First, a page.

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Tribute To Abbie Angel
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Tribute To Abbie Angel
This short letter is for Abbie Angel, the teenager that I met two weeks ago in Toledo, Ohio at Ed Cullen Park. Abbie, I saw you in Stormania--can it really be you?
I've written a few inspirational books and cookbooks, but was surprised to see this sad-looking teen at the park. I'd seen this website in her poetry book. Abbie, I hope you're the same little girl!
Tribute To Abbie Angel
She calls herself Abbie Angel. I donít know her real name; all that I know about her is that she is a runaway girl and I saw her one day in the park, crying over a poem she was writing.
To most of us, Abbie is merely an unpleasant statistic of society. Underneath the fear, the loneliness and the mistrust, Abbie is a beautiful, intelligent and sparkling little girl. She could be mine; she could be yours; but she belongs to the streets now.
She is a face among the faceless; a solitary tear from the cries that go unheard in the middle of the night.
Abbie came to me because we shared a kinship through our writing, I suppose, and because she spotted the crutches leaning against my bench and my wrapped ankle.
You would not approach Abbie, for she would simply vanish. Abbie is a shadow; a reflection in a window that you see and turn around, only to find that you are alone. She is completely feral, a discarded orphan of an unwanted home. Abbie will never know the warmth of a motherís heart or feel the love in a fatherís dreams.
Somewhere there is a little girlís unused bike waiting patiently for her in a cluttered garage, I suspect. Perhaps her bed is made in an untouched room that only hears the pleas of anguished parents, praying and ever vigilant for their babyís safe return.
I watch the teenager from the corner of my eye and she nervously glances at me as she writes. Sheís like a gazelle on an African savanna, poised and ready to flee when her survival instincts perceive a threat. I devote full attention to my own writing, gazing occasionally at a passing lake freighter, hoping that the girl lingers within the distant border of my peripheral vision, but she does not. Abbie is gone, overly concerned of my curiosity with her.
I ponder the lake freighter, scribble a few notes on my pad about the sunlight and how patches of fleecy clouds split it up into slanting, radiant columns, and close.
To my surprise, the teenager has returned, standing behind me as she looks over my shoulder. The sudden appearance of her startles me and I twitch reflexively, feeling my heart jump-start my energy-producing adrenal glands. Her hair glistened with flecks of ruby dust from the last vestiges of the late August sunset, rusty streaks blended with blond.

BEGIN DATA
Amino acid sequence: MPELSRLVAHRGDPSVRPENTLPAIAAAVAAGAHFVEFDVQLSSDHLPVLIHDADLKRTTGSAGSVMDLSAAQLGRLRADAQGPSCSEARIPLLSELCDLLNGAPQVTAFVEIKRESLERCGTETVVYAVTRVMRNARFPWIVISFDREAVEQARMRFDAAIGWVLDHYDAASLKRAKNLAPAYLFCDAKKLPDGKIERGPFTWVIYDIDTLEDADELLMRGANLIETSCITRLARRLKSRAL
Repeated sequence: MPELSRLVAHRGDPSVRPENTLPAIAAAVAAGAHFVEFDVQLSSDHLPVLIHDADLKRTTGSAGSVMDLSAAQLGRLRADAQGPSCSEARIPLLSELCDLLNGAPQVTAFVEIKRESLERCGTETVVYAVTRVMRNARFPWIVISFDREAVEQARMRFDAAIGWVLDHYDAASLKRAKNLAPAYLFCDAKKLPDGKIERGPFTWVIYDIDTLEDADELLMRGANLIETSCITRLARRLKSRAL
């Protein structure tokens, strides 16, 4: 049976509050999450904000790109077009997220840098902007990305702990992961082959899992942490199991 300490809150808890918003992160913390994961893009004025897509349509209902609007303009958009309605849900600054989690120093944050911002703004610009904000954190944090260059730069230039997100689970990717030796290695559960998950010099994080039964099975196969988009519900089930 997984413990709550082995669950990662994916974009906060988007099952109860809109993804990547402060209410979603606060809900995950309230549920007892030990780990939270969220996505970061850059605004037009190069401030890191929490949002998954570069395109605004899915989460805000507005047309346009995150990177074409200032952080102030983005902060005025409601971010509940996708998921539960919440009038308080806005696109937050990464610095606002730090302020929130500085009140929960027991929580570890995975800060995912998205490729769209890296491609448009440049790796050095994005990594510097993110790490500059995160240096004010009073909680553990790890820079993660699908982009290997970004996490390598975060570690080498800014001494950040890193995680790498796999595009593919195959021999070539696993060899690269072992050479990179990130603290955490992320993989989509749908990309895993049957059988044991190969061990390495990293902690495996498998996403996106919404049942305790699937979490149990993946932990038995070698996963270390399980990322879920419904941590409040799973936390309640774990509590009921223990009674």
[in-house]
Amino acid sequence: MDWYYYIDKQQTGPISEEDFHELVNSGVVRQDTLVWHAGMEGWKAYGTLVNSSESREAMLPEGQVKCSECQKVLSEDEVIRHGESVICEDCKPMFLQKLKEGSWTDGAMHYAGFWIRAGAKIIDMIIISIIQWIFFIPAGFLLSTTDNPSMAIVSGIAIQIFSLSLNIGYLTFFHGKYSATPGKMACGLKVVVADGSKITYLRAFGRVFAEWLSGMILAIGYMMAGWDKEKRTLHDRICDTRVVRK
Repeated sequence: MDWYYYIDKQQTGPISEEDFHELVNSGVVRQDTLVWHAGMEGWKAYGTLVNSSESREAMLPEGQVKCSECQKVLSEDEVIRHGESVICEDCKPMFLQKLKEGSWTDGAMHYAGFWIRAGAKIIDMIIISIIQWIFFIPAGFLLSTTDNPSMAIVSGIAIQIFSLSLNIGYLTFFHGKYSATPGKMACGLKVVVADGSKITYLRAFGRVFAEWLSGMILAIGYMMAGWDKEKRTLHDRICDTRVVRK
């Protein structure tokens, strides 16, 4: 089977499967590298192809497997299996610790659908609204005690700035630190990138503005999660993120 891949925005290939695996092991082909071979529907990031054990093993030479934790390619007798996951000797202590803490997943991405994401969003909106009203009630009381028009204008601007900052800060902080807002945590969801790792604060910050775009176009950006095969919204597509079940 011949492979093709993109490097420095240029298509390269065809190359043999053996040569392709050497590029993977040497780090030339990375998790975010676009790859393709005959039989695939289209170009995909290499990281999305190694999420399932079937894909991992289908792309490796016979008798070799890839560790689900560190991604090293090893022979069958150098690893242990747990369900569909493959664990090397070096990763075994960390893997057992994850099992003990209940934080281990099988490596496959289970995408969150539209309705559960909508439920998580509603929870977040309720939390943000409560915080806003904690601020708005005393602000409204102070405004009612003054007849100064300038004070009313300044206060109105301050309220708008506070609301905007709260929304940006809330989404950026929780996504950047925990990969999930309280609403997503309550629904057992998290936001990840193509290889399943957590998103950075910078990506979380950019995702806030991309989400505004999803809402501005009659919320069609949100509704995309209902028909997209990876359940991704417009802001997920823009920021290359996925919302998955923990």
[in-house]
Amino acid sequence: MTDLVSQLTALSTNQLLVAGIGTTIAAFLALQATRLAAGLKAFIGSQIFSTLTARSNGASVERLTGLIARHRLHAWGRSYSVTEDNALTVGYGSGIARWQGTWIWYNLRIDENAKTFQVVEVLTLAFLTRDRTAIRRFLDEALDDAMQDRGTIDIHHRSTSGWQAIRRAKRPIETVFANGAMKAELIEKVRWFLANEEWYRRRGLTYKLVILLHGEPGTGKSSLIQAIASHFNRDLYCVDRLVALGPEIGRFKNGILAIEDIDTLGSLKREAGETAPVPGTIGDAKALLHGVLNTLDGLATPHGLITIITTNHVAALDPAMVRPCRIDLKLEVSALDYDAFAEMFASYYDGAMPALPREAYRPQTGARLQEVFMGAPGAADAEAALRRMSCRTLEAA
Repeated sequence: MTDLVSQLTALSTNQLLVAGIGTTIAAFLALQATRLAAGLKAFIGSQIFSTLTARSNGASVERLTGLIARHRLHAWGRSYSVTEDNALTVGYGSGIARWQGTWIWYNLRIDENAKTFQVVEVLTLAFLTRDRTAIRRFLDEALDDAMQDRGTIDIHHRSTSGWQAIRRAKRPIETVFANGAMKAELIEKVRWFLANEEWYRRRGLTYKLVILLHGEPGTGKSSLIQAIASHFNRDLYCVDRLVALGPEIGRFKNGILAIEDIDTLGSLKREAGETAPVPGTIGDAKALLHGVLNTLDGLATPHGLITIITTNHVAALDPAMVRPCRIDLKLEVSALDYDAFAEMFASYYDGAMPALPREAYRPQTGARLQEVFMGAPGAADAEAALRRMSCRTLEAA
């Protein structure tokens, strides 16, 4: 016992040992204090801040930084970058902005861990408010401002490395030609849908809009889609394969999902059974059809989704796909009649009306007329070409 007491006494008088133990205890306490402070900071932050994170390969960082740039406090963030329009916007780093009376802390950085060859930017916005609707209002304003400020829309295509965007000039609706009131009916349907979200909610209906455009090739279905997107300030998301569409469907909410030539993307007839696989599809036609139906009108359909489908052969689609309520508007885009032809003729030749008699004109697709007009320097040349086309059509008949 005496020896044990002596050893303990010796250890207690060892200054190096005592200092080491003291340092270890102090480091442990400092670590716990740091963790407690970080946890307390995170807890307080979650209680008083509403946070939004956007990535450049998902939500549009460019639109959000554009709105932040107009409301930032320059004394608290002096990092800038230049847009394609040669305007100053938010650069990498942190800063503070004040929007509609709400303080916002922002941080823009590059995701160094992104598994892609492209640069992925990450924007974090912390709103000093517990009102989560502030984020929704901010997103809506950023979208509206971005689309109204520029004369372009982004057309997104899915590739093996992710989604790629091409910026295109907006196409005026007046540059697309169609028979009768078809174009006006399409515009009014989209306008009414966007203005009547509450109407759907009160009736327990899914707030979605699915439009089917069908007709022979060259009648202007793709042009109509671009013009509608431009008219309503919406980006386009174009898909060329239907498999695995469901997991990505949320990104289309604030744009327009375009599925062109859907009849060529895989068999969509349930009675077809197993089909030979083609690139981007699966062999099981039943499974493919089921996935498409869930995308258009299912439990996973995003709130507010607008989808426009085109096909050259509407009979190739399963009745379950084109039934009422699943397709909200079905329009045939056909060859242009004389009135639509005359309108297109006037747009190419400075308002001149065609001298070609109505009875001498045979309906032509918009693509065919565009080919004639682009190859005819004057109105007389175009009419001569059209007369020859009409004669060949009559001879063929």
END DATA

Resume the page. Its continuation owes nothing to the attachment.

She had a thin face with a pale, flat complexion shrouded with loneliness, and high cheekbones that havenít felt a parentís kiss for a little girlís eternity. Iíll never forget those eyes: islands of curiosity swimming in turquoise seas, not bright, like a typical teenagerís eyes, but haunting. They were filled with unmistakable sadness and a vast hollowness as if sheíd seen everything but saw nothing.
She asked if I was a writer, pointing at my journal with a dirty finger. There is an unspoken bond between writers; a bridge that can cross the deep canyon of a generation gap and Abbie and I met in the middle. She wasted no time in showing me a poem sheíd written.
The words fell on paper like rain from a broken heart, yet they were free-spirited, like a wild Mustang roaming the western prairie. They were completely devoid of hope from an unknown future, but clung to the memory of a happier, distant past.
Abbie Angel asked me if I could write about her because she was a runaway; because she wanted teenagers her age to learn from her mistakes and to deal with seemingly hopeless situations rather than run from them. But most of all, to never letting go of that last glimmer of hope, that last shred of faith in knowing that there are people who care and who, in their heart, want to help.
Abbie, I would have adopted you as my own, to drown you in my love and affection. You deserve a good home, the chance at fulfilling your dreams and making wishes at your birthdays, and watching them come true.
You deserve so much, Abbie, so much more than words on paper could ever give you. You deserve laughter in the rain, to dance at your high school prom, to sample life to its fullest and know the pleasure of carefree wonder years. You deserve a family, Abbie Angel.
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"Abbie, this a plea from the author--please, go to a shelter; seek help, but please, don't stay on the streets. Please, go home!" -- Allington, toledo, oh, usa.
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© 2004 Allington Kinsley
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